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Wearables starting to make in-roads with consumers, but apps are lacking study suggests

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Wearable technology is evolving beyond wrist-worn devices to include shirts, tattoos, hats, shoes and more but what makes these devices useful is the actionable collected data. A new report from Argus Insights shows that consumers are much happier with their wearable devices than the apps they use to interpret the data they collect.

Based on an analysis of over 136,000 consumer reviews of Wearables devices and applications from November 2015-February 2016, Argus Insights finds that users report higher delight for devices than brands’ associated apps.

“Clearly the app experience is affecting the long term efficacy of the wearables market,” says John Feland, CEO, Argus Insights. “Without interpretation of the data to inspire action and promote change, devices become dispensable and land in the sock drawer.”

The new report shows that both Nike and Jawbone apps are earning praise and relatively higher delight scores while Fitbit, Samsung and other apps are consistently seeing low consumer satisfaction, as shown in the chart below.

For example, Jawbone Up is leading delight as a great ‘all in one app,’ but at the same time users express discontent with the Jawbone bands.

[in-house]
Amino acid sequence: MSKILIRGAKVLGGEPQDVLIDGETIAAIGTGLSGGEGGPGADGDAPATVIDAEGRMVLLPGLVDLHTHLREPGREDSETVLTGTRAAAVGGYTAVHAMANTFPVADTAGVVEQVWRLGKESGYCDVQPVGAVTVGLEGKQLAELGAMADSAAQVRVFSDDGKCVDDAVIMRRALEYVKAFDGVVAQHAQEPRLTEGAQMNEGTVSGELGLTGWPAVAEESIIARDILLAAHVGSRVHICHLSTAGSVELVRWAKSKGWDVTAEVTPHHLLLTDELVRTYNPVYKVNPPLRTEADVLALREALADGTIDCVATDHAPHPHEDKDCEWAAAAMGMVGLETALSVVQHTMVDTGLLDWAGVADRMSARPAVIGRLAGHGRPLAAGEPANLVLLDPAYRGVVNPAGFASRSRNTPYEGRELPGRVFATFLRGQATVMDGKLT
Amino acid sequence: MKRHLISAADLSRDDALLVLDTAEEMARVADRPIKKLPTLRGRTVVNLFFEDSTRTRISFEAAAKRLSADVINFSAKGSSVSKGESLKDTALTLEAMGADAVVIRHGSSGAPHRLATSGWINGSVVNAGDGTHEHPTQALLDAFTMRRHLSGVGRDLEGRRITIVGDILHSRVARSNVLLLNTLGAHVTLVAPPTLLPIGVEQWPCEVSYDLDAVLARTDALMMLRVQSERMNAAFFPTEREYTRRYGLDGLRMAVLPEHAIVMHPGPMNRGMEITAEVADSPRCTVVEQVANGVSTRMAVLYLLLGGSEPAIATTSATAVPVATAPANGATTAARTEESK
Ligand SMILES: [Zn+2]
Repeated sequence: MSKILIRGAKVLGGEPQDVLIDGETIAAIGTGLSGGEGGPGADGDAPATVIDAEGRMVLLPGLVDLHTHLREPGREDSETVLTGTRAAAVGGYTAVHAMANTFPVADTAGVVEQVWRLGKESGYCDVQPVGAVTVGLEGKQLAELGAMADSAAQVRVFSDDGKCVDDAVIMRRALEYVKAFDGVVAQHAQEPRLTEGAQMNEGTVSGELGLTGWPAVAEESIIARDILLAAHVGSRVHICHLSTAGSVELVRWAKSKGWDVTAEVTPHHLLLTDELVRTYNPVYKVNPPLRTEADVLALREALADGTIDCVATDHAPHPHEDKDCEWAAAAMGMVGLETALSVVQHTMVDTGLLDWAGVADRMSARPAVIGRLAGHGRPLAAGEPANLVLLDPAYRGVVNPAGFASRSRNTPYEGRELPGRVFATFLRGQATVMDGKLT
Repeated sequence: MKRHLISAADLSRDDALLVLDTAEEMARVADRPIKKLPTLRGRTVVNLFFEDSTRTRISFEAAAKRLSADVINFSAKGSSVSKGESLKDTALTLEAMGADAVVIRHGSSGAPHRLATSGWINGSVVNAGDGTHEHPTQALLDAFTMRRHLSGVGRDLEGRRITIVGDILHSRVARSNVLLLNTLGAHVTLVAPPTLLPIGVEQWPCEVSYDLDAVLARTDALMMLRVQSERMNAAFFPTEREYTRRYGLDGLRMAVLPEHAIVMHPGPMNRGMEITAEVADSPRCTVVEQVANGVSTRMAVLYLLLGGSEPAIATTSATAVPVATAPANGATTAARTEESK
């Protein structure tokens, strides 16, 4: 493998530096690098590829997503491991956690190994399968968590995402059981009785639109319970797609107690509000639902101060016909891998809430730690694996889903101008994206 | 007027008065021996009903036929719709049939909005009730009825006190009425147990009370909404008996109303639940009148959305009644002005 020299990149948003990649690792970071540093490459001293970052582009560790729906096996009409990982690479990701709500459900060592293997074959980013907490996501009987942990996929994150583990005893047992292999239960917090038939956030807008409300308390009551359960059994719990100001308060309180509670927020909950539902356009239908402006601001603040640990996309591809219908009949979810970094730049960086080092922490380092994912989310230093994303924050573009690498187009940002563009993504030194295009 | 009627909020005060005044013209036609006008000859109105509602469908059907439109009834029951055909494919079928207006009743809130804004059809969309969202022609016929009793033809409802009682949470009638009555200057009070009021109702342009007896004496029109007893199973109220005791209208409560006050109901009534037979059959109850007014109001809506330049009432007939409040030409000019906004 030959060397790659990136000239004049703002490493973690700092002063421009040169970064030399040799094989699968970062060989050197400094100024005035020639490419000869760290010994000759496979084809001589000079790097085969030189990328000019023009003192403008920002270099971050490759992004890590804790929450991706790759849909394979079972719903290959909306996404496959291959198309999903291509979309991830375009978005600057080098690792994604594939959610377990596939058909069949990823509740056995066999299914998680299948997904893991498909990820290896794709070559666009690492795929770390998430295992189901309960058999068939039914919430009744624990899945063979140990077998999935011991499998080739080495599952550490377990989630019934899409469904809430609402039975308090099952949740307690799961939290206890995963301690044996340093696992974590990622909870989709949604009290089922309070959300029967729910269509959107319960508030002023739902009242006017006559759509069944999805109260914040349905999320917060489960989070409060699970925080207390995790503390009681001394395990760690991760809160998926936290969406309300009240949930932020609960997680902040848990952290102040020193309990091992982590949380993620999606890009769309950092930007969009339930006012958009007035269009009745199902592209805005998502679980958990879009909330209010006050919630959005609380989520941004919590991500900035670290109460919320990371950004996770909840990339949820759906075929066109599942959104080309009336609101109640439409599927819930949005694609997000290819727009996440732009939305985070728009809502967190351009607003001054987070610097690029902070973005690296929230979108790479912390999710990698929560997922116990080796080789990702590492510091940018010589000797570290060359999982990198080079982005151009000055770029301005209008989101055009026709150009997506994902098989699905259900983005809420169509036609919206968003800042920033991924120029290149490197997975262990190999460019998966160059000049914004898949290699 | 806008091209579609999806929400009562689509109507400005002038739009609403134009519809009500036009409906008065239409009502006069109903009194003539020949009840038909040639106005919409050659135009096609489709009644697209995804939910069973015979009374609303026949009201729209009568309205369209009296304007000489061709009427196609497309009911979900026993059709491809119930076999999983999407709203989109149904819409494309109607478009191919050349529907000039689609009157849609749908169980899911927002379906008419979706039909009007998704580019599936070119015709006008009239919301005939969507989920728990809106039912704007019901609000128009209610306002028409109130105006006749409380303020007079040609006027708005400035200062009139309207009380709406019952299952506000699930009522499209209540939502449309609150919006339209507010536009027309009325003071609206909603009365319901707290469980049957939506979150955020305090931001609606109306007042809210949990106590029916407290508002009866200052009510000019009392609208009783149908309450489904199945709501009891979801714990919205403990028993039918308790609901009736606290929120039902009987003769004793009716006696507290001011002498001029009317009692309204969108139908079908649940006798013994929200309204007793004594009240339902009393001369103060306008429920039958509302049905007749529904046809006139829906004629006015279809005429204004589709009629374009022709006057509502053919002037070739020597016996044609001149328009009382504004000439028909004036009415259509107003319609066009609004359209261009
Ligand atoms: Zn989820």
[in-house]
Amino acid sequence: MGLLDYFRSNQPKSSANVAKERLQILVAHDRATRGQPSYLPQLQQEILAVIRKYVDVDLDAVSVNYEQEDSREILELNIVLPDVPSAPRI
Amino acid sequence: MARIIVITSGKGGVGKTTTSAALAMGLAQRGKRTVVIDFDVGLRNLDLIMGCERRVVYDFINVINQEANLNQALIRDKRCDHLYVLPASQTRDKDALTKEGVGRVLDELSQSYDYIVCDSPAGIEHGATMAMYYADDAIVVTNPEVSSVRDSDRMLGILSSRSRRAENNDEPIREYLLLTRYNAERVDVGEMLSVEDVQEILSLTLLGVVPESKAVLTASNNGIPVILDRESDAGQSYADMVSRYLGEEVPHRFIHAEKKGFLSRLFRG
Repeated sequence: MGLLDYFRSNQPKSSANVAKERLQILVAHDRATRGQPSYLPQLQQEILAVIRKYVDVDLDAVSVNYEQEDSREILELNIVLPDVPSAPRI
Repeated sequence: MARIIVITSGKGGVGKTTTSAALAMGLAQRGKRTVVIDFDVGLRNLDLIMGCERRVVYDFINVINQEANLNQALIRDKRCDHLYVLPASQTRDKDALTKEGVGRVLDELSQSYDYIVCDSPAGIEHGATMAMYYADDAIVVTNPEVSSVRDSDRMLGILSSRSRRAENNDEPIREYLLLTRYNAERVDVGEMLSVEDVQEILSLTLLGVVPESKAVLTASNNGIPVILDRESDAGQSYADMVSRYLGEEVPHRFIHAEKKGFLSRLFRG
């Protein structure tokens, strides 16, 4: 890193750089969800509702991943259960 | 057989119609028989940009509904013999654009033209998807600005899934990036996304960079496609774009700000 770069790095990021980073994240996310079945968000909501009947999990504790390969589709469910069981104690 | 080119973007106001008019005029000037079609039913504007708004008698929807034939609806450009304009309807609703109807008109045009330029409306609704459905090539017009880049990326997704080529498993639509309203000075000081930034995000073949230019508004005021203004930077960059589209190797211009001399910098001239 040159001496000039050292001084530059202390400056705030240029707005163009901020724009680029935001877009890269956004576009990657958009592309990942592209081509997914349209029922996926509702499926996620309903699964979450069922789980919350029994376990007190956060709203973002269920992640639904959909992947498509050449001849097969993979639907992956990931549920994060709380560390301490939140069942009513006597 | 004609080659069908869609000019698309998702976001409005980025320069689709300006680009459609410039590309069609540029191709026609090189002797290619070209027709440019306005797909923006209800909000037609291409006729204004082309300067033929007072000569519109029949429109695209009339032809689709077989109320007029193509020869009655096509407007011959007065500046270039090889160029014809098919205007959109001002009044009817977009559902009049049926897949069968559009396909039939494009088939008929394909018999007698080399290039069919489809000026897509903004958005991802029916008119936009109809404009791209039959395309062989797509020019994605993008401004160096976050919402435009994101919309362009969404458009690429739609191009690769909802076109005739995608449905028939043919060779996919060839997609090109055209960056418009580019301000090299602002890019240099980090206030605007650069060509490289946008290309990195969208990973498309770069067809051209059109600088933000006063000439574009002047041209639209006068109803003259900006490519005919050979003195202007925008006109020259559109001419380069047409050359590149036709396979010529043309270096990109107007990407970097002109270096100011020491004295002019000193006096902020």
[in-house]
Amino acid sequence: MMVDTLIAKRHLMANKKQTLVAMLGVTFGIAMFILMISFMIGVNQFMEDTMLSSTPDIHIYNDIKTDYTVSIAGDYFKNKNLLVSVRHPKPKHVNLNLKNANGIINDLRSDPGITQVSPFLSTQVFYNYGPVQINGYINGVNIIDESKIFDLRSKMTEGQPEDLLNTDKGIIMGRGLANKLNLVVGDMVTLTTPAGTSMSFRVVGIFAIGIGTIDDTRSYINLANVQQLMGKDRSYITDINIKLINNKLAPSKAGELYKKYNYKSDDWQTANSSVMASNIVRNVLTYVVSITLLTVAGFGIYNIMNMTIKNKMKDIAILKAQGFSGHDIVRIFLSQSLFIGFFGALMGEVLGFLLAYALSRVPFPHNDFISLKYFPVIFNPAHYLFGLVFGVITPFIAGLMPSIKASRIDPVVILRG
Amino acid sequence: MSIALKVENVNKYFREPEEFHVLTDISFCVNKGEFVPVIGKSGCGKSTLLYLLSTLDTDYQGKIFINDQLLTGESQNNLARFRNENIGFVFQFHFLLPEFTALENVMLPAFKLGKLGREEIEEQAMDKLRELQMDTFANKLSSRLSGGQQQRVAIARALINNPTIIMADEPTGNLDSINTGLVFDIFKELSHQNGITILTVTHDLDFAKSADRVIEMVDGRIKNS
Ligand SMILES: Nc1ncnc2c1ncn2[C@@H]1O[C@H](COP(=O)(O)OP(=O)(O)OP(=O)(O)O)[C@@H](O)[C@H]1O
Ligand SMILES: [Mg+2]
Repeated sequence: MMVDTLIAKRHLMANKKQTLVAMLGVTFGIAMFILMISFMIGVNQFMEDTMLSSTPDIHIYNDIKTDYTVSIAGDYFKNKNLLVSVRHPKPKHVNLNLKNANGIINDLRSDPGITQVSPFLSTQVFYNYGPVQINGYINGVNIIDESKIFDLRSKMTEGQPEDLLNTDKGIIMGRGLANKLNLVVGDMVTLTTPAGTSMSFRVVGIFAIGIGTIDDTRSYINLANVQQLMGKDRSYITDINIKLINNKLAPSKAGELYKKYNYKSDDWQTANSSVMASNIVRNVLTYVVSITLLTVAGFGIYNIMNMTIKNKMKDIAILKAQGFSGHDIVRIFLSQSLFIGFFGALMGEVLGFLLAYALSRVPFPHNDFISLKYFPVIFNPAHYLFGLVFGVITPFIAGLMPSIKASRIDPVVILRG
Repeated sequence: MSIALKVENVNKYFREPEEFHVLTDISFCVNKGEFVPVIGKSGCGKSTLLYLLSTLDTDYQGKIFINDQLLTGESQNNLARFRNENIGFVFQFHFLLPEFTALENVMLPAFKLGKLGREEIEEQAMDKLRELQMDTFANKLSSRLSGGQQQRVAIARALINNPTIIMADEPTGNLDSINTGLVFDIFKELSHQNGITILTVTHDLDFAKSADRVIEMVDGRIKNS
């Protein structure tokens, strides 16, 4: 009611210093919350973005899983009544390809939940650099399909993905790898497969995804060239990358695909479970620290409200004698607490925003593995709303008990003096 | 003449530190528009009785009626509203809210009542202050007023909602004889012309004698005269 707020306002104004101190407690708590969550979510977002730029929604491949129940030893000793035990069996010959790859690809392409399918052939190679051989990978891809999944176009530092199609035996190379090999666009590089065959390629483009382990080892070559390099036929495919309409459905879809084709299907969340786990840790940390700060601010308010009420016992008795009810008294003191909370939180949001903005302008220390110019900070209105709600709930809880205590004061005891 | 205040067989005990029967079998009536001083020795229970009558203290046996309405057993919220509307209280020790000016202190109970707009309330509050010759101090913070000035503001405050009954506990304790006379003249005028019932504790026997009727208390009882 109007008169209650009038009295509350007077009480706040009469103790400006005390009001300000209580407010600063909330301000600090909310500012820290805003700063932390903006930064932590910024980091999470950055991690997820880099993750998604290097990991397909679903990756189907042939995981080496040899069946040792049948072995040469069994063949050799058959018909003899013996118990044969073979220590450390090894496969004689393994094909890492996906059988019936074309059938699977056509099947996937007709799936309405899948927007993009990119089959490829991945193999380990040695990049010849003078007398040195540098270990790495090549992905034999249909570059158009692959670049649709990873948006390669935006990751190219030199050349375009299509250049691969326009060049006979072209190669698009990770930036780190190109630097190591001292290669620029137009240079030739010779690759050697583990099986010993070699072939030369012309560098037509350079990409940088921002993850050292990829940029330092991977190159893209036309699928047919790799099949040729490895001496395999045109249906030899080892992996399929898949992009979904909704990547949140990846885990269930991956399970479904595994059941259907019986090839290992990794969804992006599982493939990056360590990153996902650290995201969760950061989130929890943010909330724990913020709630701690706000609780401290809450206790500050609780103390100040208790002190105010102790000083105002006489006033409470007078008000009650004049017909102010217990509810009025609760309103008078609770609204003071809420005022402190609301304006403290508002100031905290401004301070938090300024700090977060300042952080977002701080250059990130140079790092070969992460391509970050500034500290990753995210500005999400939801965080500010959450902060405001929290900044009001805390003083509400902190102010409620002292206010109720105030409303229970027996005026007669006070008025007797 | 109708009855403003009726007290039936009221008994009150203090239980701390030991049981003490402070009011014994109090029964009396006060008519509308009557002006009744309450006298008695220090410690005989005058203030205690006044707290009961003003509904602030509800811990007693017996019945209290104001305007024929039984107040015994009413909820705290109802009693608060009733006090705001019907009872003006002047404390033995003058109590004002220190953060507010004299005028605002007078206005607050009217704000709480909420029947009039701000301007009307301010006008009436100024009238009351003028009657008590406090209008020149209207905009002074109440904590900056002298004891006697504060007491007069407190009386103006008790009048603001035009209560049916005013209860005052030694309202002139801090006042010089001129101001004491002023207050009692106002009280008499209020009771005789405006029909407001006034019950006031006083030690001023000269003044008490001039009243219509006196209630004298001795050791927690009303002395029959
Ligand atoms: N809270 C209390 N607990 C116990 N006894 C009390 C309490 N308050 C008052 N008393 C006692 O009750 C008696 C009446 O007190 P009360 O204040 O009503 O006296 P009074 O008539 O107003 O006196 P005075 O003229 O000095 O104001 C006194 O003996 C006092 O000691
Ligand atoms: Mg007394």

The major areas of consumer discontent include trouble syncing data, apps crashing and frustration with installation. The report also shows that consumers are happiest with the fitness, calorie tracker and heart rate monitoring information available from the wearable apps.

What the report really tells us is that wearable devices are becoming more standardized, but there is a significant gap between consumer satisfaction with the hardware and the apps. There is also a continued need for applications to improve to interpret all the data wearable devices collect. Companies, therefore, must integrate all collected personal data in a simple, understandable way and inspire users to take specific actions based on this information.

From a retail perspective it looks like there’s a long way to go before wearables are being used in the shopping environment. For now most are confined to fitness and health, however this is likely to mark the jump off point for retail, with fitness and sport brands looking to sell through these health based wearables and their attendant apps.

In longer run will wearables impact retail? Of course, starting with quick and easy ‘mobile’ payments and eventually moving into other areas. However, as the study shows, there is still some way to go before the apps themselves on these devices work properly for the kind consumer experience customers want.

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